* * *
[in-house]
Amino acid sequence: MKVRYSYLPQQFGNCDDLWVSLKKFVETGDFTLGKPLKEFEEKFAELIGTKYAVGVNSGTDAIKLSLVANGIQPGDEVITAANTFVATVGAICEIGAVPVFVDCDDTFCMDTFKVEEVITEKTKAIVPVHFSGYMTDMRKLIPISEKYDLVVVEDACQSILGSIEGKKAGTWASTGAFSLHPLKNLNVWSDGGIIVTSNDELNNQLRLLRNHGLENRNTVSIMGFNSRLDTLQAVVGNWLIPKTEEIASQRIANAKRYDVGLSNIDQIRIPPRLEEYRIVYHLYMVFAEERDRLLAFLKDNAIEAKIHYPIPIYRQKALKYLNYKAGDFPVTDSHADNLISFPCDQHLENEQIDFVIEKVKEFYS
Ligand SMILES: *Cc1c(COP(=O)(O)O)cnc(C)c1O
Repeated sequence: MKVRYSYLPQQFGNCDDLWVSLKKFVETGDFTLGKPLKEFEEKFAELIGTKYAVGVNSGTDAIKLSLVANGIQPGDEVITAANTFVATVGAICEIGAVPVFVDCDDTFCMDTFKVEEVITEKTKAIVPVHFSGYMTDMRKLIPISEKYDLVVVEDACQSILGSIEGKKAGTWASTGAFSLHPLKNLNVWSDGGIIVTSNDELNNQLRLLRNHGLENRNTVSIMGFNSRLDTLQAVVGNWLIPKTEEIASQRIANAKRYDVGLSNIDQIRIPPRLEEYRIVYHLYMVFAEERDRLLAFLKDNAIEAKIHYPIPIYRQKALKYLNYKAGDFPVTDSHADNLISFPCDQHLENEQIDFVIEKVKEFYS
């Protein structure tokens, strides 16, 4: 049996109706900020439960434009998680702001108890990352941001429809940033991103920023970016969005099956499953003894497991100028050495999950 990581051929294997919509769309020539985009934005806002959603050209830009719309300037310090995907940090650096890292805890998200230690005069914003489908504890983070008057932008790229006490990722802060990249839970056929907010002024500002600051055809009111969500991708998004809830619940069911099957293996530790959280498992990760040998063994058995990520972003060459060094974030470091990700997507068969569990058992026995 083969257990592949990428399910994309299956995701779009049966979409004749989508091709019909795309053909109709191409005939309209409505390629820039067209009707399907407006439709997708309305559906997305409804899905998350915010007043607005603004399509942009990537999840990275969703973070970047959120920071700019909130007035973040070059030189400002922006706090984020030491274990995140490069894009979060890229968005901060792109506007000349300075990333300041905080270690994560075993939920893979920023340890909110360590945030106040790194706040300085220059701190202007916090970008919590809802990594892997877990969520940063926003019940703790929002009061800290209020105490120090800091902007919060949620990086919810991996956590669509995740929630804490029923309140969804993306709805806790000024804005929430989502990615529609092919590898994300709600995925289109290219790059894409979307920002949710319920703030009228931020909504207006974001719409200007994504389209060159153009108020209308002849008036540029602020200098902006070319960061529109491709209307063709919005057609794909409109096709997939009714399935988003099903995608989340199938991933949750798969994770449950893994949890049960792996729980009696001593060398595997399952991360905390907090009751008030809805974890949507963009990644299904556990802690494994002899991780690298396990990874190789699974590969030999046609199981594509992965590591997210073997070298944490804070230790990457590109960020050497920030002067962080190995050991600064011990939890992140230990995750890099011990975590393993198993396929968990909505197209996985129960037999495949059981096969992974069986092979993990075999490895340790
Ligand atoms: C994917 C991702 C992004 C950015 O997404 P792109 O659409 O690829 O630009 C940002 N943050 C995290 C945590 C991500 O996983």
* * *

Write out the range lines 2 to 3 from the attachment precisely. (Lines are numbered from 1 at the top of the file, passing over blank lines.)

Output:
Amino acid sequence: MKVRYSYLPQQFGNCDDLWVSLKKFVETGDFTLGKPLKEFEEKFAELIGTKYAVGVNSGTDAIKLSLVANGIQPGDEVITAANTFVATVGAICEIGAVPVFVDCDDTFCMDTFKVEEVITEKTKAIVPVHFSGYMTDMRKLIPISEKYDLVVVEDACQSILGSIEGKKAGTWASTGAFSLHPLKNLNVWSDGGIIVTSNDELNNQLRLLRNHGLENRNTVSIMGFNSRLDTLQAVVGNWLIPKTEEIASQRIANAKRYDVGLSNIDQIRIPPRLEEYRIVYHLYMVFAEERDRLLAFLKDNAIEAKIHYPIPIYRQKALKYLNYKAGDFPVTDSHADNLISFPCDQHLENEQIDFVIEKVKEFYS
Ligand SMILES: *Cc1c(COP(=O)(O)O)cnc(C)c1O